We’ve always believed that doing business should be about more than exponential growth and that profit and sustainability must go hand in hand. Minimizing our environmental footprint is an essential element to our business goals as we work to be better neighbors and stewards of the earth. With this in mind, starting in 2020, our small business has been offsetting the emissions of our online services by planting trees.
The idea of planting trees was largely inspired by Emily at Fantasy Name Generators. Starting in June 2019, she has been planting trees in an effort to reach carbon neutrality for her popular and ever growing website.
Most, if not all of the online services that we use on a daily basis (and that we have control over) to run our business are being offset through the planting of trees. Some of these are for our own internal use and others are to facilitate collaboration with our clients and to process payments. Some of the services being offset by the planting of trees include:
- Our websites
- File transfer service (where we receive and send files instead of using email)
- Website development servers (where we build and test the websites we create and maintain)
- Project management software (where we keep track of our projects and all the little odds and ends)
- Online invoicing and payments (where we bill and invoice our clients and take payments)
- Questionnaires and surveys (where we collect information about client projects)
- Email services (how we communicate with our clients and run our business)
So, how are we calculating this?
We’re planting 1 tree for every 5 GBs of bandwidth we use.
For those who enjoy seeing the full methodology, continue reading to see how we’re calculating our footprint.
Calculating a carbon footprint from bandwidth
There are a number of factors that are involved when trying to determine the environmental impact of the Internet when browsing a website, writing an email, or sending a file. Not only does the source of the electricity used to run the servers come into play, but the distance, devices and route of the information sent through the Internet is also a factor. While there aren’t any exact figures for every situation, there are estimates that can prove insightful into the actual environmental impact of the Internet and the resources needed to run our online services.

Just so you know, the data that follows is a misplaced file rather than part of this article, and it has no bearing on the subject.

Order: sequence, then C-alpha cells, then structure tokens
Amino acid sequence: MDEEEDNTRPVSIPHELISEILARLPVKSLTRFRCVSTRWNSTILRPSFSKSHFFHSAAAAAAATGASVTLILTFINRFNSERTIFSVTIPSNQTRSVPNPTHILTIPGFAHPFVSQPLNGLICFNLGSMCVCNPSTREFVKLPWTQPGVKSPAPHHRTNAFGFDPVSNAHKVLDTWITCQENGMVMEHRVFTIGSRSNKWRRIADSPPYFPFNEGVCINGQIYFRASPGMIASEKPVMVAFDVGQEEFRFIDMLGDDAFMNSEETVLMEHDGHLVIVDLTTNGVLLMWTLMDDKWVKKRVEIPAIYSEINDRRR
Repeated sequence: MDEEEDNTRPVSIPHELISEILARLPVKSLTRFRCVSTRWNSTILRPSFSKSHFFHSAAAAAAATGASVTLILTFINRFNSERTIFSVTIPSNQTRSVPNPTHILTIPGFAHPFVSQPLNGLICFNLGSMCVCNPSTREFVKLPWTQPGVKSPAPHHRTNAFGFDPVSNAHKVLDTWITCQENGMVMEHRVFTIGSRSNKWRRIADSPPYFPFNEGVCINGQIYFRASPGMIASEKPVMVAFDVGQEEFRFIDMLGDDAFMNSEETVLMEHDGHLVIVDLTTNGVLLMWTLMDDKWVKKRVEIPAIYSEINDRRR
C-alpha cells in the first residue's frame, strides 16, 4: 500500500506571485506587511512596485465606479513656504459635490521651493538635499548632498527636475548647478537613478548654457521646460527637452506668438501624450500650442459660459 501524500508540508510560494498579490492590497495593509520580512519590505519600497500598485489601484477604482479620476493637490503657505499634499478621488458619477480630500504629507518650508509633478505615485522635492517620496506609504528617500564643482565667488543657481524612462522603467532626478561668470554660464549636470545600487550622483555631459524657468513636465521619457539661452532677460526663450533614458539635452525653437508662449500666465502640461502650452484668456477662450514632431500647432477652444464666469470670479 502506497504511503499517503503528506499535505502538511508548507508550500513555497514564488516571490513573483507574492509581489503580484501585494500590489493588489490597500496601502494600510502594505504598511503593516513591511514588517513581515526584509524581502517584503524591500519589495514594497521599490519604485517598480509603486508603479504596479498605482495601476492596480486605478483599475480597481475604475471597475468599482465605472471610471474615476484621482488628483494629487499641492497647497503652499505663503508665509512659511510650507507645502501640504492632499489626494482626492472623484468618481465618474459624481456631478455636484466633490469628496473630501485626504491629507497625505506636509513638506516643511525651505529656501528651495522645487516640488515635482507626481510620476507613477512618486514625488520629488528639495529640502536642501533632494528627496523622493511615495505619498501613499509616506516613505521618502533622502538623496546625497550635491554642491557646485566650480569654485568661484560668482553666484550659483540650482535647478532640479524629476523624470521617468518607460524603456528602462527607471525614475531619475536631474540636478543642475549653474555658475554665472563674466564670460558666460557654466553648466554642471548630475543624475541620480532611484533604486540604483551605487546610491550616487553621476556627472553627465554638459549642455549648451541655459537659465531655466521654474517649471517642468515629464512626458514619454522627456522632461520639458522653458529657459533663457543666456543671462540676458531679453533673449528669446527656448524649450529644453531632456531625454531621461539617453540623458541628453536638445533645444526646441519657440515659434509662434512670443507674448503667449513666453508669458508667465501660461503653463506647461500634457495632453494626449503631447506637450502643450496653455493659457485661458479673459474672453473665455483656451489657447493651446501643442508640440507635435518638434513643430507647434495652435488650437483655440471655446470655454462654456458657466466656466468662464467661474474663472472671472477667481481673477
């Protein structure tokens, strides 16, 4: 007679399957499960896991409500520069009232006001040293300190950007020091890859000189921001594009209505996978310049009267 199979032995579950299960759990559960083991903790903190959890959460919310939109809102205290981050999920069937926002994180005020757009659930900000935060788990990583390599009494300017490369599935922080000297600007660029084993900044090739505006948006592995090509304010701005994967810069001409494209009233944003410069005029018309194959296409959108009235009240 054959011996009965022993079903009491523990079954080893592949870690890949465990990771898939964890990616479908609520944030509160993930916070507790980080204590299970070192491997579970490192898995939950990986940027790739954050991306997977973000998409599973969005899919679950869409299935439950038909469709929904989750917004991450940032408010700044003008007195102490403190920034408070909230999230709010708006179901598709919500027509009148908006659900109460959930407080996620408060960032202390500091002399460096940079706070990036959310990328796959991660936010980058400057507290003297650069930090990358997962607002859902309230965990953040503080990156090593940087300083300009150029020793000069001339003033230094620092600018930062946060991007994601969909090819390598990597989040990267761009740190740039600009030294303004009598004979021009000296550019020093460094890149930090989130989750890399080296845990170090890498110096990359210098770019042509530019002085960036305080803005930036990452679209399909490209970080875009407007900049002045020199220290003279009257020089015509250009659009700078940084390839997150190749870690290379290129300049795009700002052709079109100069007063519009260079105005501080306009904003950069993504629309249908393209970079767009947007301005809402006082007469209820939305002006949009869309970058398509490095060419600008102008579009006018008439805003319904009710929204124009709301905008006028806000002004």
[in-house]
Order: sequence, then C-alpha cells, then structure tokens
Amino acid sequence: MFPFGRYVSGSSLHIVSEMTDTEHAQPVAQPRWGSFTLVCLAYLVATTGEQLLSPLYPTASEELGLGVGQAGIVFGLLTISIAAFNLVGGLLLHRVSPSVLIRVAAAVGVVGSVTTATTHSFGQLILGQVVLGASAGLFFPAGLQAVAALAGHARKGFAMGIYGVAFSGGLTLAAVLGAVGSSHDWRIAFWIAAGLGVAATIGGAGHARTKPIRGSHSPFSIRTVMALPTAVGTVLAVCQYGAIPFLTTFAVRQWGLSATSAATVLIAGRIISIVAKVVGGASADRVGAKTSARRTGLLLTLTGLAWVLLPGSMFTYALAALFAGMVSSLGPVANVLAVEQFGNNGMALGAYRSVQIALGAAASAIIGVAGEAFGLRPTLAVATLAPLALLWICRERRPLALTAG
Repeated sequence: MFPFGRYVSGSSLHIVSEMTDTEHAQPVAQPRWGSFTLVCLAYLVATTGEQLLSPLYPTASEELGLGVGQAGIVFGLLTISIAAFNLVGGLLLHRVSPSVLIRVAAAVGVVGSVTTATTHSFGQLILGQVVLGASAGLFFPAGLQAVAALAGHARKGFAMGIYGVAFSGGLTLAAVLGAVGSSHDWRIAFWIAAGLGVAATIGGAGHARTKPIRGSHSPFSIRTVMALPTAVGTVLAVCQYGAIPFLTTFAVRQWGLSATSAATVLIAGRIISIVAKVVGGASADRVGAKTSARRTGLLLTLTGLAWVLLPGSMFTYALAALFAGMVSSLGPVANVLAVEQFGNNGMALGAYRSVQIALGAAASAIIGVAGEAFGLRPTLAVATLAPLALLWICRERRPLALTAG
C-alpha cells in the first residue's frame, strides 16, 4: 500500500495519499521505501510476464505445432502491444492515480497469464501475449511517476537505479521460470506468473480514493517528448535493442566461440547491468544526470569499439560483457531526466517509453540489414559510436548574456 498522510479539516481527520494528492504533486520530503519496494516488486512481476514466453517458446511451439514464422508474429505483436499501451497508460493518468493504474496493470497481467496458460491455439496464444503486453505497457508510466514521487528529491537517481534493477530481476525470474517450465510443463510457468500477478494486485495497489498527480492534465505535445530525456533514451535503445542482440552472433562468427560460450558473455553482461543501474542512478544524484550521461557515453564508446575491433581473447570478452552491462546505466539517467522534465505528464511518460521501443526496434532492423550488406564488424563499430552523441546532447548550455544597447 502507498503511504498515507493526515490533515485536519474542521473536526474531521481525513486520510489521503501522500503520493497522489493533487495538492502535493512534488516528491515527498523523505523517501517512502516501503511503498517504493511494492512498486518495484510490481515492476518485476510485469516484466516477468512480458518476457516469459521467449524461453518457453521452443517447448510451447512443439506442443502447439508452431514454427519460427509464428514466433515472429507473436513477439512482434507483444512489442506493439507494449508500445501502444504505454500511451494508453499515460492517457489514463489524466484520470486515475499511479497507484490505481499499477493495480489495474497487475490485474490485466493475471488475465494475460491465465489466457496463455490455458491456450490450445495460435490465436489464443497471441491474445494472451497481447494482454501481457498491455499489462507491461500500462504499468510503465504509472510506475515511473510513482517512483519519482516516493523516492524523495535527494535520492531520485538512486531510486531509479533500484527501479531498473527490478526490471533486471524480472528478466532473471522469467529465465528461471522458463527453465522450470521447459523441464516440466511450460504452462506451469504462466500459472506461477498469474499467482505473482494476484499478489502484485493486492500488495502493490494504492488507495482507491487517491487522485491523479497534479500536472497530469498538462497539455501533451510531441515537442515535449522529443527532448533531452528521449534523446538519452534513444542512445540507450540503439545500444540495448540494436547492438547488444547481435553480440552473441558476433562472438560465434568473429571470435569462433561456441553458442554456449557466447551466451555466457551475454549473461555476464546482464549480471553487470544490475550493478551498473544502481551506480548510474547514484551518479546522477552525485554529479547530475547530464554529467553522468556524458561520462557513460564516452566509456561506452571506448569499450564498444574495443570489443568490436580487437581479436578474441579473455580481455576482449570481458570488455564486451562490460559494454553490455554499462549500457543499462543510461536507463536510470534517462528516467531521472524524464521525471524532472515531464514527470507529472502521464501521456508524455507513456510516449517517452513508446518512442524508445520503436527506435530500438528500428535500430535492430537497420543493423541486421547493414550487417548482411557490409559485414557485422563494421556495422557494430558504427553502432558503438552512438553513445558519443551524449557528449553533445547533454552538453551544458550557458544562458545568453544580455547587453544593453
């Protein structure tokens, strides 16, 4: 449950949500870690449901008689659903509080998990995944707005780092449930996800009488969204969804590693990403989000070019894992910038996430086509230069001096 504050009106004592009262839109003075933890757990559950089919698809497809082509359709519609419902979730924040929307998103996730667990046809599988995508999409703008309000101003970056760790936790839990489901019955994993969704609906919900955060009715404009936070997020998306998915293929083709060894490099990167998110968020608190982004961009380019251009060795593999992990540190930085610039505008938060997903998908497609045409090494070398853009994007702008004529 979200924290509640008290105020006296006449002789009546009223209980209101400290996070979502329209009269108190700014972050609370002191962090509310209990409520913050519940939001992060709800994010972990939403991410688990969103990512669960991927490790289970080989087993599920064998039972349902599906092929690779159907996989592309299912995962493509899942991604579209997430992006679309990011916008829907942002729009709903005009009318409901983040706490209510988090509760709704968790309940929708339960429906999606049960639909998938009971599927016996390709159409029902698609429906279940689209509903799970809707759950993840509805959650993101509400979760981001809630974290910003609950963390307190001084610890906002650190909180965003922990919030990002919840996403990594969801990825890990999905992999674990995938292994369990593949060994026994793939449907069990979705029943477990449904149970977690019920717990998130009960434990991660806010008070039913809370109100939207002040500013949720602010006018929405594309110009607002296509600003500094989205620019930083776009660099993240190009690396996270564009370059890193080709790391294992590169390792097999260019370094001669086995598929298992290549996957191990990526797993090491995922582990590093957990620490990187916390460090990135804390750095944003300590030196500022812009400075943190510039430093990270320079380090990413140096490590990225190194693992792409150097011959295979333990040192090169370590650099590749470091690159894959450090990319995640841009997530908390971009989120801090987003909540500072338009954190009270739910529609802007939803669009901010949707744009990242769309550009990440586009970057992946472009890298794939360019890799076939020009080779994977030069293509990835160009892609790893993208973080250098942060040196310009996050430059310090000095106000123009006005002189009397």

One thing to note here is that using bandwidth as a calculation factor really only takes one element of many into consideration. All of our online services are still using power, even if users aren’t actively using them. Since we don’t run our own physical servers in person at our office, in most cases we don’t know what their electrical usage is. However, since we do have access to the bandwidth used we have decided to use that as the basis for our calculations.
In simple terms, bandwidth is the measure of data that’s being sent and received from a server or device, like the one you’re using now. Things like viewing a largely text based page (a Wikipedia page for example) will likely use much less bandwidth than watching a high-definition video. For context, a 1 MB image is similar in size to 150,000 words of plain text!
The data we used